If you're an iPhone user with small hands, Apple is slowly turning its back on you. It's not you, it's them.
That's because the devices keep getting bigger, and the tech giant is slowly but surely axing its smaller models.
Apple's newest and biggest phones, the iPhones XS, XS Max, and Xr range in height from 143.6mm to 157.5mm.
Apple's smaller budget phone — and fan favourite for people with small hands — the iPhone SE, released in March 2016, in comparison is only 123.8mm. It may not seem like a lot, but those two or three centimetres make all the difference.
The company's new "budget" phone (it's still over $1,000 here in Canada), the XR, spells the end of the SE. Unfortunately, it's bigger than the iPhone XS.
Apple's decision to retire the SE, combined with its insistence on continuously increasing screen sizes has many people with small hands crying foul.
Since in general, women have smaller hands than men, they're feeling particularly slighted by the phones that won't stop growing, which makes them harder to use, hold and carry.
"Women like me with small hands who need the most secure phone for safety reasons are stuck with something they can't hold and constantly risk dropping," Zeynep Tufekci, a sociology professor at the University of North Carolina at Chapel Hill, tweeted after Apple announced their new line of devices. "Some people like the bigger phones. Fine. Keep an alternative for the rest of us."
In 2016, Tufekci wrote a Medium blog post about the struggles of having small hands and growing phones after she tried to film protestors being tear-gassed in Turkey and was unable to hold her phone above her head with one hand.
"Increasingly, on the latest versions of the kinds of phones I want to use, I cannot type one-handed. I cannot take a picture one-handed. I can barely scroll one-handed—not very well, though. I can't unlock my phone one-handed. I can't even turn on my phone one-handed as my fingers cannot securely wrap around the phone while I push a button with a finger."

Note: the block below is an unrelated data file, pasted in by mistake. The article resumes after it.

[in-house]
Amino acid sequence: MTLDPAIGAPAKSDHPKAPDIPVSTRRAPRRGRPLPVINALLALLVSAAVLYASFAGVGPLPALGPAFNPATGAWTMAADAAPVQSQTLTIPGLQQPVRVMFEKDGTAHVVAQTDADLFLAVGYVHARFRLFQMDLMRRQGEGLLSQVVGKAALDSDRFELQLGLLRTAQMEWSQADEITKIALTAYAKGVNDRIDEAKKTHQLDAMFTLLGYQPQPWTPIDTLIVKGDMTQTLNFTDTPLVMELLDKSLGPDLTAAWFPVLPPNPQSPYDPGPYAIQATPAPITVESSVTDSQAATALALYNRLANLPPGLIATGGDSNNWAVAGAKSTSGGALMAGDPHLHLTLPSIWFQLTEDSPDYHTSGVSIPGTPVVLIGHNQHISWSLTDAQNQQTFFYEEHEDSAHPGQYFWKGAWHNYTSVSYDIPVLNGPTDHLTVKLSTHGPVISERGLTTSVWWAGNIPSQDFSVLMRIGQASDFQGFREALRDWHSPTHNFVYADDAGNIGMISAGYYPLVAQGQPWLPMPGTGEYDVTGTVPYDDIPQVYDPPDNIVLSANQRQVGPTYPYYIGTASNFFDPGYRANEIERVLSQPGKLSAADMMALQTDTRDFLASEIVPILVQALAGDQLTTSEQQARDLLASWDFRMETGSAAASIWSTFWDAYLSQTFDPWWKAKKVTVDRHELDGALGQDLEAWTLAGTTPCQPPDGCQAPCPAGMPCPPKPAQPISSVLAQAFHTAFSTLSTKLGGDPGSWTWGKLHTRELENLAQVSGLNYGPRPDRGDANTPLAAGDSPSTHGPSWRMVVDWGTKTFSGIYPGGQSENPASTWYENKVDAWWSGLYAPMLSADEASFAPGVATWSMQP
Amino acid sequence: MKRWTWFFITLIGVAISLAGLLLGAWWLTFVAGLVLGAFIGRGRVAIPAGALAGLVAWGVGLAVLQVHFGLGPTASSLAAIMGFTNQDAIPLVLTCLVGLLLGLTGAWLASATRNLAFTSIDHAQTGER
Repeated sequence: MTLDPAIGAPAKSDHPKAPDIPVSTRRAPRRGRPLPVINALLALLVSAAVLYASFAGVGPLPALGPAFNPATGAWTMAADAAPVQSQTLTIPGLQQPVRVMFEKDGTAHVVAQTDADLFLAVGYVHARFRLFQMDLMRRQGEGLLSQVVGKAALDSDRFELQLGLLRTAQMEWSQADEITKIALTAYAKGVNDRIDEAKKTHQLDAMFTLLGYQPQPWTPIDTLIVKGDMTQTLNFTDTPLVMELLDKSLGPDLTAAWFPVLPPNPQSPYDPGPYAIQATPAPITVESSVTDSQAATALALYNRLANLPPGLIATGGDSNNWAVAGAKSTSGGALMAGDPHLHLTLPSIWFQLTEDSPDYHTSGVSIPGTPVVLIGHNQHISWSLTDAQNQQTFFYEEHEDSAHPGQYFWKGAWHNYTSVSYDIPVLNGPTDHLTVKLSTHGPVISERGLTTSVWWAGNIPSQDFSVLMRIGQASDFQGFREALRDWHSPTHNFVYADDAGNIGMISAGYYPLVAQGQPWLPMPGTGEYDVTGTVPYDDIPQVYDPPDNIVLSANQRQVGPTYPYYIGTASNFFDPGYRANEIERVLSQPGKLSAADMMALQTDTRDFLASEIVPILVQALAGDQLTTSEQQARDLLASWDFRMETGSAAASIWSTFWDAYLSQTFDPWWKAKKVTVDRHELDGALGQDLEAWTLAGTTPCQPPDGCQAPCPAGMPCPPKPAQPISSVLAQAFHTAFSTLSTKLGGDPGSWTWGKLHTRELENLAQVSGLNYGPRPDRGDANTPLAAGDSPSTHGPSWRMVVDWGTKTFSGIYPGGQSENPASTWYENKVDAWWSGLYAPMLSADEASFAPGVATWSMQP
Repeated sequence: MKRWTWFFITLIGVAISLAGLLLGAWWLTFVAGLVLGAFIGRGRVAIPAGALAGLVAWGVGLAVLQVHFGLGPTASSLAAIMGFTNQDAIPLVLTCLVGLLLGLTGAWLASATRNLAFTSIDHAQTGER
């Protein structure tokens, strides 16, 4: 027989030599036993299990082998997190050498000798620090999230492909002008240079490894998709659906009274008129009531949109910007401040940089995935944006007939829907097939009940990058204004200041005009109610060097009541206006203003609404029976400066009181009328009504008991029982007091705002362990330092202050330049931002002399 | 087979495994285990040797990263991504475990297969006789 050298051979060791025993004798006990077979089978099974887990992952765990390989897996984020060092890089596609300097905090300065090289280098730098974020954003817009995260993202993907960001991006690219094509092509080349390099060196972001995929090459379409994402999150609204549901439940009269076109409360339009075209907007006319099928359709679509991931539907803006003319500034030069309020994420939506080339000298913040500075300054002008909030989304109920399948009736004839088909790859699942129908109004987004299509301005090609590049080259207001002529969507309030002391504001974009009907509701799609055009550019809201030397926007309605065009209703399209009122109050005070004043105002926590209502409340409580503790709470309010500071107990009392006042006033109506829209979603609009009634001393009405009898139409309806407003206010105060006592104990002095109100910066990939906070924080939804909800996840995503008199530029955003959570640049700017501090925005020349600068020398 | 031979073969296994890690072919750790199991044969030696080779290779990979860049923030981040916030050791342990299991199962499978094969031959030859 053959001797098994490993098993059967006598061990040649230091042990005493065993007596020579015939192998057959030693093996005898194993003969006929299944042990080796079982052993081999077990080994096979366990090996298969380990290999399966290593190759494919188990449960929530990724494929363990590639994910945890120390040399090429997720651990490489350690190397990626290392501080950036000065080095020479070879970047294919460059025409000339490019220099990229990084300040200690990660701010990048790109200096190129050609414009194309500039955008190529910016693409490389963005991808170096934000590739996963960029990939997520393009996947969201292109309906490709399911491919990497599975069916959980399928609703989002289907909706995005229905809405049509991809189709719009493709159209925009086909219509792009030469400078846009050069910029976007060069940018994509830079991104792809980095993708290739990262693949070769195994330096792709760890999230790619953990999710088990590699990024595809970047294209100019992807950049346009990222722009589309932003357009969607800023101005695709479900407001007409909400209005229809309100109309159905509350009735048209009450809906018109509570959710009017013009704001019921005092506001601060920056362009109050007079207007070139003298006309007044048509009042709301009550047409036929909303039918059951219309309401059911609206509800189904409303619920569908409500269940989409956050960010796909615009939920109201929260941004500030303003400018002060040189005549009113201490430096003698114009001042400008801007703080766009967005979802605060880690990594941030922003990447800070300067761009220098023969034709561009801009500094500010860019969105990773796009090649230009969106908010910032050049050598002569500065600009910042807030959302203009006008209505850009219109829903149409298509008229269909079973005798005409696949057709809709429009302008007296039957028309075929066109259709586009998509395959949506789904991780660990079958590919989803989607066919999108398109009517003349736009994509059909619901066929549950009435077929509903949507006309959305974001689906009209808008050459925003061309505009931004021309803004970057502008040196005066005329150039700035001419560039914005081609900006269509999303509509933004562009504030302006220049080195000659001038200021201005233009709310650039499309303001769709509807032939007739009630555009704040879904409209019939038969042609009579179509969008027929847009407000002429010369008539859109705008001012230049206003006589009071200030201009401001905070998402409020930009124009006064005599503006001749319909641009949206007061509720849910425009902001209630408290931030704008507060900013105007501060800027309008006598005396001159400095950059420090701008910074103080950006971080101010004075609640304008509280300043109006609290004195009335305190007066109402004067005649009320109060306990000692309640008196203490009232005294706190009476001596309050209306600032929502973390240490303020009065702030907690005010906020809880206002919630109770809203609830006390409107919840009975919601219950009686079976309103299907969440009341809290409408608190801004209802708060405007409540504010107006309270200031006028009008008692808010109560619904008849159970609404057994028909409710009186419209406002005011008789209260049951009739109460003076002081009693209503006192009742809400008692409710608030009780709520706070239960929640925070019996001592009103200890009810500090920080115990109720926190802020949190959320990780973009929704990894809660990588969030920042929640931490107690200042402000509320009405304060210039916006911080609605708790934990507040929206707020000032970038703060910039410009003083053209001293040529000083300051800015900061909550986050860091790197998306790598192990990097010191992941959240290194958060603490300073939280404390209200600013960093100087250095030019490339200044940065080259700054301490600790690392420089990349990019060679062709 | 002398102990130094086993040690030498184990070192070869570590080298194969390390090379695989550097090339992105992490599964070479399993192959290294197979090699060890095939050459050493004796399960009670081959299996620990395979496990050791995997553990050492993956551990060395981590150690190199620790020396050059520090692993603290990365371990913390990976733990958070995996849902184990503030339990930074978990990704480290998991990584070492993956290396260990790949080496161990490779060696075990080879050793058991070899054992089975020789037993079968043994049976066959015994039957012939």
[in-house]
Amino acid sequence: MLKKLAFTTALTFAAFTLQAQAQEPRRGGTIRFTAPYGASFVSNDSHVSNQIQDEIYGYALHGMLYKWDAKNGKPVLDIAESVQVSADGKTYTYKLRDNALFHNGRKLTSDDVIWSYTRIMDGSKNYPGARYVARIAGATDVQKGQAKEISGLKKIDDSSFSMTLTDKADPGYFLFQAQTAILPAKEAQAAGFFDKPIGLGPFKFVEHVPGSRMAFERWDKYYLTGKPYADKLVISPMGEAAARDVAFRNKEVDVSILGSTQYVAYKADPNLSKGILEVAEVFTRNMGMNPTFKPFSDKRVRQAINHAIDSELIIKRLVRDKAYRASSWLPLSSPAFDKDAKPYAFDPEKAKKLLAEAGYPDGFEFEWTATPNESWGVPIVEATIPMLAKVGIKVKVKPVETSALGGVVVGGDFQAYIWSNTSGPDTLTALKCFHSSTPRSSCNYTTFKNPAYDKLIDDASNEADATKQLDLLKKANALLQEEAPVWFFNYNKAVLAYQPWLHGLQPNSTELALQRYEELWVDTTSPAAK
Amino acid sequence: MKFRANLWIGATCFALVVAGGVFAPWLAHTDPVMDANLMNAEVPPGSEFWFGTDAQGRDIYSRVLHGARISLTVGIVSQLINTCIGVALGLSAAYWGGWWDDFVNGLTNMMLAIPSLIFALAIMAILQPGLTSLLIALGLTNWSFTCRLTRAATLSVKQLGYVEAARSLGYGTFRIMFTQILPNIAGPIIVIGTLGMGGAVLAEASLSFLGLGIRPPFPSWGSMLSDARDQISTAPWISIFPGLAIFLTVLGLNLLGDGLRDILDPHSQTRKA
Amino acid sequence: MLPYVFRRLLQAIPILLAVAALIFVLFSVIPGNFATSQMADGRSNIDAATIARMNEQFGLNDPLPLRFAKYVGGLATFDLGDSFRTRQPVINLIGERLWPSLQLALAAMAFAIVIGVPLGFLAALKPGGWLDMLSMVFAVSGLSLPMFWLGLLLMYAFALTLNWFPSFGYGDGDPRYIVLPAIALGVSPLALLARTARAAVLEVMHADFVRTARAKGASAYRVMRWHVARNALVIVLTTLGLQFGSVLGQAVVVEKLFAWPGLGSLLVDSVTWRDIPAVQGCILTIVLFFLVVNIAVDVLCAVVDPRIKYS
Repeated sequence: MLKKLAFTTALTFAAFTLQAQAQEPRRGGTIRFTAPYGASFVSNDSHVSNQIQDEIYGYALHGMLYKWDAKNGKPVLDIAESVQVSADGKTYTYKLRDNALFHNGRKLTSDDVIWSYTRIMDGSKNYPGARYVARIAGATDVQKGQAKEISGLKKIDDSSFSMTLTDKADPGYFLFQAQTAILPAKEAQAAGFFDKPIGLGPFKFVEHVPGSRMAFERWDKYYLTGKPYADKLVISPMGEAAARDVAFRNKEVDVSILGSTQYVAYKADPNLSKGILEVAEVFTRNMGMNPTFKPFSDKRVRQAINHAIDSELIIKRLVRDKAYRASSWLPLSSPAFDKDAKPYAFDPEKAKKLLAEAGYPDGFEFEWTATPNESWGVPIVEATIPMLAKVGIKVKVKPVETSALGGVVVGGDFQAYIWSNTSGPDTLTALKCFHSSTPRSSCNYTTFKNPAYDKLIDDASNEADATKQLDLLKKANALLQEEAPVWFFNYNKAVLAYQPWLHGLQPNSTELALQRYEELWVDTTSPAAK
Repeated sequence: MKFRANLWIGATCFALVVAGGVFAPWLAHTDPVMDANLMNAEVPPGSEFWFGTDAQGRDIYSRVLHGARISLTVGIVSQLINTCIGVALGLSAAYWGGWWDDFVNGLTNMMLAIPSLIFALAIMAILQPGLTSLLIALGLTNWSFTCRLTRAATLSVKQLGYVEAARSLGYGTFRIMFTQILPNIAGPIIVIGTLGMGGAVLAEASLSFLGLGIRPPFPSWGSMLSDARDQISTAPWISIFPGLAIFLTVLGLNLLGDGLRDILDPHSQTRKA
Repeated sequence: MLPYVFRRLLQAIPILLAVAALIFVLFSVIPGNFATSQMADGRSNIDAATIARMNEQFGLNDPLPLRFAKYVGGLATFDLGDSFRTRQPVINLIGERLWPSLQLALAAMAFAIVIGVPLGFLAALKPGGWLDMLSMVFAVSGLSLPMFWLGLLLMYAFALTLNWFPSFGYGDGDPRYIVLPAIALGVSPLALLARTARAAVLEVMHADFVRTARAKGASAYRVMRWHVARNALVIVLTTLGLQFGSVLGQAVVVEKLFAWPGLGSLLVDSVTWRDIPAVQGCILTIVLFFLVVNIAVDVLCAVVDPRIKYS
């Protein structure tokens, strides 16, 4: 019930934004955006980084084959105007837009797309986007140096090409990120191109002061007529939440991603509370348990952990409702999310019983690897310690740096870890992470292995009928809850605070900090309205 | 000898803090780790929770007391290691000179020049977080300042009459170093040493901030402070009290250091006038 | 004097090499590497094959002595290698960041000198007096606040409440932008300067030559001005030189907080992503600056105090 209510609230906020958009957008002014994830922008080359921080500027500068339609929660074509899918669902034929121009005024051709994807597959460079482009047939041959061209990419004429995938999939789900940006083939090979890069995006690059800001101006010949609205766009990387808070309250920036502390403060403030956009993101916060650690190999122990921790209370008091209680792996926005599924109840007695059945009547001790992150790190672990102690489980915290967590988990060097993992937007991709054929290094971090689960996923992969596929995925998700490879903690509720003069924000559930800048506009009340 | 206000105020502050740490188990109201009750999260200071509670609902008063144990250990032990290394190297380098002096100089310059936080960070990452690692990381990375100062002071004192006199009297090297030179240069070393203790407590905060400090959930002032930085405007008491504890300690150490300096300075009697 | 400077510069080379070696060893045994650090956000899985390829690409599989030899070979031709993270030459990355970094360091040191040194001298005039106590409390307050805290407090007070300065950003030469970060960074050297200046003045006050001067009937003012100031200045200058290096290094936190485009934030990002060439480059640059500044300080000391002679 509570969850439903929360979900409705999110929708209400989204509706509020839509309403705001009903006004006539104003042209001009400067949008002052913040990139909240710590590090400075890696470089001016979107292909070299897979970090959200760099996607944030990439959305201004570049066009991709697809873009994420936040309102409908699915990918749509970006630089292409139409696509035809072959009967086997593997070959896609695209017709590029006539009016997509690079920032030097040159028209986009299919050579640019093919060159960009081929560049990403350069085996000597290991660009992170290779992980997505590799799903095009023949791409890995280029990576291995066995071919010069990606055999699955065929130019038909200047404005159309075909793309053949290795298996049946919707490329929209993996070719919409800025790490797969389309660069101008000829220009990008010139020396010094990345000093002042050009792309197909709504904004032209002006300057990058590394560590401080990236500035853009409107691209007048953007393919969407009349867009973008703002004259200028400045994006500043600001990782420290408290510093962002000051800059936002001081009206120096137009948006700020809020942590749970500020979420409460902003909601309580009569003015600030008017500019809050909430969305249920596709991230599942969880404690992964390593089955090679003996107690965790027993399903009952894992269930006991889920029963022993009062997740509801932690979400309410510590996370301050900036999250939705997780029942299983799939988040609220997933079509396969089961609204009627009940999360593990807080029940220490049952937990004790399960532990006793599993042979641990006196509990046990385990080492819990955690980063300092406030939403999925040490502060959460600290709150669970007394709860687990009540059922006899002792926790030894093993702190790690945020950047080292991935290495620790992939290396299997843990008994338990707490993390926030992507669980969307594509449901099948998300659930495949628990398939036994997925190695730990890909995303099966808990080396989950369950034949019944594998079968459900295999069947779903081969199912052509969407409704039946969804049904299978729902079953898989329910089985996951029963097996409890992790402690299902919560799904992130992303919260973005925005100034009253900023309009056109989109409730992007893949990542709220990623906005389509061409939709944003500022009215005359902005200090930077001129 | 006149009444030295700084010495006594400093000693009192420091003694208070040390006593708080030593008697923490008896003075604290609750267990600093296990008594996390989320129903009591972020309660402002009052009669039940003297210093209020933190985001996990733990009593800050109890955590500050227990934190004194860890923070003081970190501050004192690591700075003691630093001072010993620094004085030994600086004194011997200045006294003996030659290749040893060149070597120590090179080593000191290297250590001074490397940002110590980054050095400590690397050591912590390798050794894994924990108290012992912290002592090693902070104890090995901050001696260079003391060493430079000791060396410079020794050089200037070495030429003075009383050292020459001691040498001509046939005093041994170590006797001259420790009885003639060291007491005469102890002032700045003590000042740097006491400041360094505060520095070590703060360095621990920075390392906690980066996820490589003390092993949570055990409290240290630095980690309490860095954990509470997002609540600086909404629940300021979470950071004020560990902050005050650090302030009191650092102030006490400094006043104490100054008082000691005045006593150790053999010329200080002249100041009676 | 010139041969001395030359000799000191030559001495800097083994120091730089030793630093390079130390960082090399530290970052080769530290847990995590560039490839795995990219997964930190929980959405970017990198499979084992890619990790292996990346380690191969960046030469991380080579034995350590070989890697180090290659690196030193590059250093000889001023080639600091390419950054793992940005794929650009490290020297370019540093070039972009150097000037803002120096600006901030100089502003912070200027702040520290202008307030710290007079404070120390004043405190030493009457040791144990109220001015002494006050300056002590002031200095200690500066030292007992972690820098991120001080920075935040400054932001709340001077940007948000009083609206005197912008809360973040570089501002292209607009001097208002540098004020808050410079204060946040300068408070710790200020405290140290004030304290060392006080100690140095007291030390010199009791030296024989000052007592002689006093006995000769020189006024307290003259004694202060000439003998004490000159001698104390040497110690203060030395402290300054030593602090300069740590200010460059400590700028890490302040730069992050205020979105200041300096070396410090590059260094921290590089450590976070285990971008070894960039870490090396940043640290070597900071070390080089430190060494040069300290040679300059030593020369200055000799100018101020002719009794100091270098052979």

Activist Caroline Criado Perez told The Telegraph she developed a repetitive strain injury in her hand using the iPhone 6. Her pain subsided when she switched to the now-discontinued iPhone SE.
"I have to make a choice between making an upgrade to the only phone that fits my hand before they discontinue it — soon there will be no iPhone that fits the average woman's hand size — even though the technology is two years out of date," she said.
Women's clothing is also notorious for either having tiny pockets or having none at all, which also makes storing a phone the size of your face a little difficult.
A study by The Pudding in August said that 100 per cent of men's pockets can fit an iPhone X (and thus, the new XS), but only 40 per cent of women's pockets can. While once might challenge the scientific rigour of this study, the spirit of its results rings true.
Smartphones growing isn't a new trend. Samsung's Galaxy phones are also enormous. And concerns around iPhone sizing have been, um, growing for years. The original iPhone was 115 mm. By 2014, the iPhone 6 had grown to 138 mm, and The Atlantic was already wondering if they were too big for women's hands.
Next to the new phones, the 6 looks positively tiny.
The magazine speculates the increased phone size is a two-way tactic. Firstly, a bigger phone costs more , which creates more profit. More importantly, it requires two hands to use, which the Atlantic suggests is so that users find it harder to look away from their screens.
Apple, and many designers who make software for iPhones, are now relying on that extra screen space when they create new apps for the phone, which makes it unlikely that Apple will return to the days of smaller devices, a USAToday article explains. None of its competitors are likely to either.
"None of these phones feel good when holding them up to your head to make phone calls, but who uses a smartphone for that?" Avi Greengart, a GlobalData analyst, told the outlet.
Kind of makes you miss the days when tech companies were racing to make cellphones smaller instead of bigger.
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